reply to this | link to this | view in chronology ]

  •  
    identicon
    Anonymous Coward, Nov 2nd, 2011 @ 6:59am

    This is really disingenuous! How is intellectual property theft different than real property theft? If I steal a Wiley book from Barnes & Nobel (US bookstore chain), is it any different than if I steal a Wiley e-book off bit torrent? The answer is clearly no, it is not. Only a simple minded person won't/can't understand this. Anyone who supports theft in any form is of criminal intent and should be dealt with by that system. Societies have a right to create laws that protect people against property theft.

     

    reply to this | link to this | view in chronology ]

    •  
      icon
      Butcherer79 (profile), Nov 2nd, 2011 @ 7:08am

      Re:

      Actually it is different, actual theft will be remunerated by insurance companies, so Wiley won't feel the need to chase these, he still gets paid.

       

      reply to this | link to this | view in chronology ]

    •  
      icon
      nasch (profile), Nov 2nd, 2011 @ 7:33am

      Re:

      If I steal a Wiley book from Barnes & Nobel (US bookstore chain), is it any different than if I steal a Wiley e-book off bit torrent?

      On the off chance you're actually serious, and the also slim chance you're still paying attention, it's different because in one case the book is still there, and in the other it's not.

       

      reply to this | link to this | view in chronology ]

      •  
        identicon
        William, Nov 2nd, 2011 @ 8:12pm

        Re: Re:

        And in BOTH cases, the income from someone's work is lost to someone who hasn't got the decency to pay for it.

         

        reply to this | link to this | view in chronology ]

        •  
          icon
          nasch (profile), Nov 3rd, 2011 @ 6:27am

          Re: Re: Re:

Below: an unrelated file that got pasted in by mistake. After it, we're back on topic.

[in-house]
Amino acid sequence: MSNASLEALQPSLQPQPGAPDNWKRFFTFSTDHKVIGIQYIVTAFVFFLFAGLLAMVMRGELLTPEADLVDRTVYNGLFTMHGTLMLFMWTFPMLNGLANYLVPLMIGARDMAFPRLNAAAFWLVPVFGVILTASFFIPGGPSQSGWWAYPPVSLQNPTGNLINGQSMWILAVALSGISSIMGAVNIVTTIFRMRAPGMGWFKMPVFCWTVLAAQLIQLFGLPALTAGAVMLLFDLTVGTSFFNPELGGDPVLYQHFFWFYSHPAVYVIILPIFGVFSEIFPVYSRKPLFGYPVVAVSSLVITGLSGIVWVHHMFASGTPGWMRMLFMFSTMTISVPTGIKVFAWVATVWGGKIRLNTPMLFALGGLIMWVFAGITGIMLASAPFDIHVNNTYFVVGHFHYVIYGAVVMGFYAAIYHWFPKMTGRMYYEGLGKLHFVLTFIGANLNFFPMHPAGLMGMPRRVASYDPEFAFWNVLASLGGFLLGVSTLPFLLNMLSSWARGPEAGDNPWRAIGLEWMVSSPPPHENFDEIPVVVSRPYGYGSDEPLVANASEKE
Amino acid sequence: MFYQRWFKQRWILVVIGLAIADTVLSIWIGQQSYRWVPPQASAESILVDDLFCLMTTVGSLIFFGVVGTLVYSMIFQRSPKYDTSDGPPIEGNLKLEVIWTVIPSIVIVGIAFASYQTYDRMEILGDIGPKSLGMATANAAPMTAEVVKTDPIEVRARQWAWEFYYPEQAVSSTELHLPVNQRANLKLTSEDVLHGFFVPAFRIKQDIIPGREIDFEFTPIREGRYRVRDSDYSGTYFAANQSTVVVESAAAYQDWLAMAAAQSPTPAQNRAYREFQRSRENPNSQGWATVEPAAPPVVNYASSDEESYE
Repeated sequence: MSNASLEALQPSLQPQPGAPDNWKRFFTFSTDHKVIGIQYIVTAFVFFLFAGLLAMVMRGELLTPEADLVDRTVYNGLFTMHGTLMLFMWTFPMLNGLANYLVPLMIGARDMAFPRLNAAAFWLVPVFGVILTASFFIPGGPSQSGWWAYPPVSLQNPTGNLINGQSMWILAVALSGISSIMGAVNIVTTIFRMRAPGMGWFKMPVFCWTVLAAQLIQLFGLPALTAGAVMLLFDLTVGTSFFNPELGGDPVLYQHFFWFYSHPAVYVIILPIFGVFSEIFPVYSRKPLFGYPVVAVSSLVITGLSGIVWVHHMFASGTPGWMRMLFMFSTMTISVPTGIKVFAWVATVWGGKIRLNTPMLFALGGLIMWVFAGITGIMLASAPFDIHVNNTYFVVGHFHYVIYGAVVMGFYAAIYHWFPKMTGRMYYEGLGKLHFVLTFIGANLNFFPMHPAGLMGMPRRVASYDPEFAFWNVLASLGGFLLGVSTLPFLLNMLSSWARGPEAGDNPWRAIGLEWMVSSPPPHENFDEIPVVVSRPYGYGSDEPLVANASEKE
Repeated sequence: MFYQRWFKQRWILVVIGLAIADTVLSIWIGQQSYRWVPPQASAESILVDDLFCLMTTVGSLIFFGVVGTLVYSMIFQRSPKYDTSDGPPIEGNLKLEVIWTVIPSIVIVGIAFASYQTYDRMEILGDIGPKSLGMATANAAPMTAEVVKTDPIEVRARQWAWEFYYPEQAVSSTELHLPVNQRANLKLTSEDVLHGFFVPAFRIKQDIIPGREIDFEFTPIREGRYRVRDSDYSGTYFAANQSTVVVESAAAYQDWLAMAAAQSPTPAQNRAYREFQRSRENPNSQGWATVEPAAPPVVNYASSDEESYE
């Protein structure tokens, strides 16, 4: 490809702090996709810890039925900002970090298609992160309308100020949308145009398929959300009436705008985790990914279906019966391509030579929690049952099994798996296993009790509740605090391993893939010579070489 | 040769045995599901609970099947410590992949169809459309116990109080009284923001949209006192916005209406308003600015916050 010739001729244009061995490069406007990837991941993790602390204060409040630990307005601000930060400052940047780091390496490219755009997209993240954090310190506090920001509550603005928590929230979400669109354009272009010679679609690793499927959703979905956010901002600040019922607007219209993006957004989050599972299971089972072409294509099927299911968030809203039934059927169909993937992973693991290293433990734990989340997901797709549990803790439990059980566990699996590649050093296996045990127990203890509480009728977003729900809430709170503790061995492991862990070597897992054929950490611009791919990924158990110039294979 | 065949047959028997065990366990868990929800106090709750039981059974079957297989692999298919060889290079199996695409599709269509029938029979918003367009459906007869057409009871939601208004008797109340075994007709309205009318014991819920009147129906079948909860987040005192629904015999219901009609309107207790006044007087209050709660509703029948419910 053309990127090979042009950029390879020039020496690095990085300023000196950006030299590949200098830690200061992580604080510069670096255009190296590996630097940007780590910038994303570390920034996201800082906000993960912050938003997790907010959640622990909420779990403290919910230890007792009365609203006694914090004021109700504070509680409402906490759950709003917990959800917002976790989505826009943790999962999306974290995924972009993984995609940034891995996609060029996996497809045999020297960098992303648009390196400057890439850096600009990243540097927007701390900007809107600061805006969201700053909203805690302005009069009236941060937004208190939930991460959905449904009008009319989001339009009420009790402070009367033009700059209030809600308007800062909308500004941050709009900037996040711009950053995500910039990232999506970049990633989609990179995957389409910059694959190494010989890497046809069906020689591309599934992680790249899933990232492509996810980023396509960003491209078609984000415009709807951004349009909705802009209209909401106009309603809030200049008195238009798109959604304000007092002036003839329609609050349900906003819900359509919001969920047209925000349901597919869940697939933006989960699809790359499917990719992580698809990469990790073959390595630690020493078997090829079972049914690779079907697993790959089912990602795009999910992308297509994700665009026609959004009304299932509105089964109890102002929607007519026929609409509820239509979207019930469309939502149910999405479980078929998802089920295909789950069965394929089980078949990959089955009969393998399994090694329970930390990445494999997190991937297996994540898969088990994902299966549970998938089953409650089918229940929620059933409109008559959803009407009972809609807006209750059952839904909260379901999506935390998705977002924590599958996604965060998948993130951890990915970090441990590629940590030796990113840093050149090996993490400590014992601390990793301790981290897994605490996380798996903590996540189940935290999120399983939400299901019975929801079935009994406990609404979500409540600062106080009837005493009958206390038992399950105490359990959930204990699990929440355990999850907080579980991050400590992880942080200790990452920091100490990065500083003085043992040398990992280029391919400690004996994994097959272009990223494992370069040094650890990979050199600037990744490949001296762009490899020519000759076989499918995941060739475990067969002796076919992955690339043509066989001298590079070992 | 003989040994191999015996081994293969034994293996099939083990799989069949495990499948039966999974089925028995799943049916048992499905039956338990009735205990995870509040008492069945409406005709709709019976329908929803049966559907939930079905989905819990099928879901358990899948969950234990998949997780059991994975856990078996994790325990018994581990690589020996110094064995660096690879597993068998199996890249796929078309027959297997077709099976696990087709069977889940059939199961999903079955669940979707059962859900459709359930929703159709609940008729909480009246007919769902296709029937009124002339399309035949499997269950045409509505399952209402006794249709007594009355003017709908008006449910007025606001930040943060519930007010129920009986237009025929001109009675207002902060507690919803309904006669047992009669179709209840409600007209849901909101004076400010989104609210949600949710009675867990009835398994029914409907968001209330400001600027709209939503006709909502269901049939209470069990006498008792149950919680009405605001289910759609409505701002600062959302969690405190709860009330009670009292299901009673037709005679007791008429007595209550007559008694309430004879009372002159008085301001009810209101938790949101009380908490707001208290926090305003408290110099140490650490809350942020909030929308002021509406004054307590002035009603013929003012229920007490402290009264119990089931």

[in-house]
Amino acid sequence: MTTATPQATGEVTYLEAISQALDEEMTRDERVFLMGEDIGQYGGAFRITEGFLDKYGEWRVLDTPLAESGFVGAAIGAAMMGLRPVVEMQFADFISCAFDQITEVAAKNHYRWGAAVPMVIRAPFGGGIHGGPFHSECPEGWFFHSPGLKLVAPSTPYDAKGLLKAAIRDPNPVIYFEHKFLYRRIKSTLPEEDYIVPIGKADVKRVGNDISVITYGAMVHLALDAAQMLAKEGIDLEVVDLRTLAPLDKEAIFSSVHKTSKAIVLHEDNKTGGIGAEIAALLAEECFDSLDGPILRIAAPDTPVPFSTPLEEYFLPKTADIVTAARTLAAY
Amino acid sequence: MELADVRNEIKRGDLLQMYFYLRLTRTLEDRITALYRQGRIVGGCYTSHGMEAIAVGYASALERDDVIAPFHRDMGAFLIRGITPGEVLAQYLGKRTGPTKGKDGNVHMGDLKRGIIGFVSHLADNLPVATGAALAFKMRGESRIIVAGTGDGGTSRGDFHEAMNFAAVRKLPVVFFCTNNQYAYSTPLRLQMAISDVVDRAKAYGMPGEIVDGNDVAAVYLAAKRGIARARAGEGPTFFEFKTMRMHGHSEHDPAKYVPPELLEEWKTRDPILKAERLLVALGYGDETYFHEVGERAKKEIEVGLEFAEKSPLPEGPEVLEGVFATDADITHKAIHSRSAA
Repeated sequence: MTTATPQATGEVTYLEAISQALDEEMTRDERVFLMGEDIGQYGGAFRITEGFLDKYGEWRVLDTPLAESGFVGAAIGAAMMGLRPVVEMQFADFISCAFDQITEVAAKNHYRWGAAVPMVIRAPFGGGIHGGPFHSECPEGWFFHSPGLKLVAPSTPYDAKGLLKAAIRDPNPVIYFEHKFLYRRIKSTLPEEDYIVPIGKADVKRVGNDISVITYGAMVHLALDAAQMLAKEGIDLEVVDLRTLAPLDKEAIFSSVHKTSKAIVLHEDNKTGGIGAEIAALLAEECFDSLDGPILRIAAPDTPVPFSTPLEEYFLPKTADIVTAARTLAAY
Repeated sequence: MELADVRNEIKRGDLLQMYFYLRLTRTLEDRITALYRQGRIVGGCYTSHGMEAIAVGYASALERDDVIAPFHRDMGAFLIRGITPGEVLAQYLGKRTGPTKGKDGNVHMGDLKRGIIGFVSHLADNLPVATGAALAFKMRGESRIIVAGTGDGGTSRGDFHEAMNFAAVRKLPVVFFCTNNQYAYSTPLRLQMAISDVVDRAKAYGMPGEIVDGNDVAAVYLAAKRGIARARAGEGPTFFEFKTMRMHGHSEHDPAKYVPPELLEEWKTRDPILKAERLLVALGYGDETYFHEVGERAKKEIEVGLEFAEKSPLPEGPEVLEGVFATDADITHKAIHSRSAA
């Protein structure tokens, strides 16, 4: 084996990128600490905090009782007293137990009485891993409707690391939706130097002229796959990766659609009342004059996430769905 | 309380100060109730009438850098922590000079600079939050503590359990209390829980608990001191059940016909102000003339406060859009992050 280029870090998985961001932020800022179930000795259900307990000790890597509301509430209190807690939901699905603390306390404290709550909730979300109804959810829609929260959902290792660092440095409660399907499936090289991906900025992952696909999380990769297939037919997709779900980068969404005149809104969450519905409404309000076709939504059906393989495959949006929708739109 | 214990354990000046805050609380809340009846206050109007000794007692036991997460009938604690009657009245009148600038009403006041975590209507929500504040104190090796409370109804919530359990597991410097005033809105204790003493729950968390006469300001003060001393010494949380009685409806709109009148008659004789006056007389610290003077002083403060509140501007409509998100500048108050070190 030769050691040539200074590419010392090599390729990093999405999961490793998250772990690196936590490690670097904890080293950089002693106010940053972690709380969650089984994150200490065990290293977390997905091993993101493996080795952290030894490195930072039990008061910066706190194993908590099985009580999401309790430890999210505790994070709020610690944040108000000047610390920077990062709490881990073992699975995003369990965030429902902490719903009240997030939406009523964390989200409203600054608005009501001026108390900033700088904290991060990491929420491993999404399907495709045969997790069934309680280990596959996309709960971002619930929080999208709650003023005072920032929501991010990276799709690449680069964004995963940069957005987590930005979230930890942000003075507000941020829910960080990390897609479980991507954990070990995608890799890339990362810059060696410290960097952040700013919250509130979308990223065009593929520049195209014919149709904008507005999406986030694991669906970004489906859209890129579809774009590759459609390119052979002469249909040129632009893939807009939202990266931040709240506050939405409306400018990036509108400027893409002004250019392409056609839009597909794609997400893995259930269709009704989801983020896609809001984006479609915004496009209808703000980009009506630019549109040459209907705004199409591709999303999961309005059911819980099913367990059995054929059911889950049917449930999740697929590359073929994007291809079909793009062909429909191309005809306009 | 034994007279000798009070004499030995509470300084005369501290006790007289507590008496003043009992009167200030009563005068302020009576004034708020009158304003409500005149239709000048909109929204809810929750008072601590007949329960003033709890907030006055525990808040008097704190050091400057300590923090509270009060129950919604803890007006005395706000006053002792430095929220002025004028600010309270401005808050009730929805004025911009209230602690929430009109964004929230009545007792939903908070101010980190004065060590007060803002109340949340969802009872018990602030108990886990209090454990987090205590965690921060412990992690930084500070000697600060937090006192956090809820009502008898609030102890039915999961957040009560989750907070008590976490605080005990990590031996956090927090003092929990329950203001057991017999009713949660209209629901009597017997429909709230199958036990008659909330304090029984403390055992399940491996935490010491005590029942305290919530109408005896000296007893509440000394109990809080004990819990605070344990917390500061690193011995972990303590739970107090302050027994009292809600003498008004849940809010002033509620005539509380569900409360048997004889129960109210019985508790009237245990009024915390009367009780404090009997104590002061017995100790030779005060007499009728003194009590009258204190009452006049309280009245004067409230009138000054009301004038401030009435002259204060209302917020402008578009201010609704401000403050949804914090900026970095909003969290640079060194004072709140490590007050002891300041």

And in BOTH cases, the income from someone's work is lost to someone who hasn't got the decency to pay for it.

          In one case, something is lost, in the other the potential for something might or might not be lost. So it's still different.

           

          reply to this | link to this | view in chronology ]

  •  
    identicon
    Anonymous Coward, Nov 2nd, 2011 @ 8:16am

    "There's just no good reason to give support to companies who sue people like this, rather than learn to adapt"

    I beleive many of the "For Dummies" books are available in legal electronic format. So your claim that they need to adapt seems dubious.

    Although, Perhaps they have adapted, the new business model:

    1. Find someone to illegally share your content
    2. Sue this person for their entire net worth.
    3. Profit.

    This business model works quite well.

     

    reply to this | link to this | view in chronology ]

    •  
      icon
      That Anonymous Coward (profile), Nov 2nd, 2011 @ 4:49pm

      Re:

      They charge almost the same for electronic versions as dead tree versions. I guess harvesting raw electrons from the environment and refining them into digital paper to hold the content is as expensive as its real world counterpart.

       

      reply to this | link to this | view in chronology ]

  •  
    identicon
    Johnson, Nov 2nd, 2011 @ 1:11pm

    Libraries

    Last time i looked these dummy books were at my local public library where hundreds can use them without purchasing.

     

    reply to this | link to this | view in chronology ]

  •  
    identicon